Another significant aspect of the building is related to light and ventilation. Because of the building's great size, this was an extremely important consideration at the time of its construction. Partially for ventilation and primarily to provide access for the storage of goods, a network of carriageways extended into the building at the first floor. This was connected to a system of open stairs and hoistways that went all the way up through the building, with ventilating skylights at the top. The sole remaining stair of the four such original stairs is the southeast stair renovated under the 1989 project; the east carriageway and associated cross carriageways were renovated under the 1993 project. There are other important skylights in the building, most prominently those above the glass ceiling of the Marble Hall. The skylight at the top of the stairs, above the main lobby has just been reintroduced in its original configuration. There are a series of skylight assemblies above openings through the corridors that ring the Marble Hall. Unfortunately, these and the lights above the Marble Hall were replaced during the 1978 renovation with inappropriate and potentially unsafe acrylic domes. Other unusual features related to ventilation are the interior double hung windows on the third floor between the corridors, the perimeter offices and the Marble Hall.
The U.S. Custom House on Canal Street in New Orleans is one of the most important buildings in the southern United States. It is also one of the major works of architecture commissioned by the federal government in the nineteenth century. The U.S. Custom House is located at the upper end of the Vieux Carre on a site that at the time of construction was the first block from the riverfront. Together with the U.S. Mint building which was constructed in the 1830s near the river at the lower end of the French Quarter, the U. S. Custom House manifested the powerful presence of the government of the United States in New Orleans and at the lower end of the Mississippi River valley.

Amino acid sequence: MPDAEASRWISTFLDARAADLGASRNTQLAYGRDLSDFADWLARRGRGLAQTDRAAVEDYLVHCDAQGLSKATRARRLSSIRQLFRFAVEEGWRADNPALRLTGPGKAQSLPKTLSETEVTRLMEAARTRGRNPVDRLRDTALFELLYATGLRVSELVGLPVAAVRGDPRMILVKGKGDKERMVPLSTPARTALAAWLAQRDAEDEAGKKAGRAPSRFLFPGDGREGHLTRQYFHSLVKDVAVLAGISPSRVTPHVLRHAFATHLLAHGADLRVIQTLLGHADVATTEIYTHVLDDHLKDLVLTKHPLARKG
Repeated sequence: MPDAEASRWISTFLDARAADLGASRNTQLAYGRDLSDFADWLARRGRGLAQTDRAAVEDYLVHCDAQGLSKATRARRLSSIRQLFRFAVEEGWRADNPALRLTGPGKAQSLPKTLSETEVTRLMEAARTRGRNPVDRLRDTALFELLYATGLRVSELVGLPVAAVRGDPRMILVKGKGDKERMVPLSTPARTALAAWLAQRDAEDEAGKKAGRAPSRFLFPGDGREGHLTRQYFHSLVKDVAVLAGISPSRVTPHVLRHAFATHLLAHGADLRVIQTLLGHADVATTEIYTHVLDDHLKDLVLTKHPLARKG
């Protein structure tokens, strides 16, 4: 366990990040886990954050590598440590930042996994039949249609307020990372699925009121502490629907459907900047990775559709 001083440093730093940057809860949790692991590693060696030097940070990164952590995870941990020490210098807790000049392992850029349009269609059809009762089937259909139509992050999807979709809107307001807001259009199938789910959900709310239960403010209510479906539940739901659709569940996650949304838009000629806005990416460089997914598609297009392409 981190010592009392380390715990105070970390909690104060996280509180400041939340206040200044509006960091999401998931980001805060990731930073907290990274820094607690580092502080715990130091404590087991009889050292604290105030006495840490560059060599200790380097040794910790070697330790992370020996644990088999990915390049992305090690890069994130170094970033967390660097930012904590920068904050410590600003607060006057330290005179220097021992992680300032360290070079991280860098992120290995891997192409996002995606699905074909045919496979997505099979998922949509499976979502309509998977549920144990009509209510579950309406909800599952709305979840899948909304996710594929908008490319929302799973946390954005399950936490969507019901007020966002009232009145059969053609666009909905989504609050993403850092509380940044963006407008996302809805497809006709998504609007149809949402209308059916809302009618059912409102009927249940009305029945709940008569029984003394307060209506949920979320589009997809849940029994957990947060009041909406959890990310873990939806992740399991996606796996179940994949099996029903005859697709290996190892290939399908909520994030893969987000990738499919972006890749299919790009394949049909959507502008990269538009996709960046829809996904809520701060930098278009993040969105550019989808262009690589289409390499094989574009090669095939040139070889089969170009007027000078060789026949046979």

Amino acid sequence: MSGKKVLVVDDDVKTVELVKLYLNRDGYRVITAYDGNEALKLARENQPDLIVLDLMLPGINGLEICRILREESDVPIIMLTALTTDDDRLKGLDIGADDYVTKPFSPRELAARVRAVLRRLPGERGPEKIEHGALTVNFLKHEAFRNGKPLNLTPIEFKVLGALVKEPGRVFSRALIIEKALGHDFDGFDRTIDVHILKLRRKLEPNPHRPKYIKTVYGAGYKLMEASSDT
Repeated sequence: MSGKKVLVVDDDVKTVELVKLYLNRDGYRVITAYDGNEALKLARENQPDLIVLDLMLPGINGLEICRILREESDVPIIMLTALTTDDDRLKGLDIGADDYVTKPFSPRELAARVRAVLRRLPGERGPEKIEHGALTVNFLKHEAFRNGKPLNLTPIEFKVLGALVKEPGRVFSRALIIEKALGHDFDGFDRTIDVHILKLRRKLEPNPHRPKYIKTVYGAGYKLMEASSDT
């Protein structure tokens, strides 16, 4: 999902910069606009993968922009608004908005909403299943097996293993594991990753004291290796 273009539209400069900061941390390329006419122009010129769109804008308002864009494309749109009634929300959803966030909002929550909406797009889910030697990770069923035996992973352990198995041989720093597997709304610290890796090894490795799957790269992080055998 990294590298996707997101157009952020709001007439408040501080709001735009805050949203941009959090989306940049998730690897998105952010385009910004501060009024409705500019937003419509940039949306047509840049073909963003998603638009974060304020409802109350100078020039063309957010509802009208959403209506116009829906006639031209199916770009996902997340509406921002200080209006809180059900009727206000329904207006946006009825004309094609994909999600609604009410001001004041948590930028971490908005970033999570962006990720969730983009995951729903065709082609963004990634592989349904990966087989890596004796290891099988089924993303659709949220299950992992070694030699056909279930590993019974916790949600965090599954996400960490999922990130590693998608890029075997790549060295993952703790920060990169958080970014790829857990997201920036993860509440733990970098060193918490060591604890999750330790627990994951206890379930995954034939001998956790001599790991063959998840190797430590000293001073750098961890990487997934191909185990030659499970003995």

The current U.S. Custom House was planned in the 1840s when a large increase in trade through the Mississippi River valley was transforming New Orleans into a major port city, meriting a substantial custom house. Inspection and actual storage of goods by the U.S. Customs Service required much more space than the previous custom house provided. The building was also designed to accommodate other federal offices, most notably the main post office and the federal courts.
The story of the U.S. Custom House's architects is complicated and interwoven with the story of the building's construction over a thirty-three year period. In 1845, Congress authorized five hundred dollars for plans for a new custom house. Several prominent New Orleans architects, including James Gallier, Sr. and James Dakin, submitted proposals. In 1847, the Treasury Department chose the design of Alexander Thompson Wood. Excerpts from a published letter from Treasury Secretary Walker explain the reasoning: "Walker stated that the government `wants a plain and substantial building, avoiding all unnecessary expense and ornament, simple and unostentatious...avoiding everything merely calculated for display.'" (Scully, "James Dakin," p. 172.) Wood's exterior view of the U.S. Custom House was first published in a New Orleans newspaper in 1848, depicting a somewhat cruder though recognizable version of the building that exists today. The most notable difference is that no pediments are shown above the central portico of each elevation.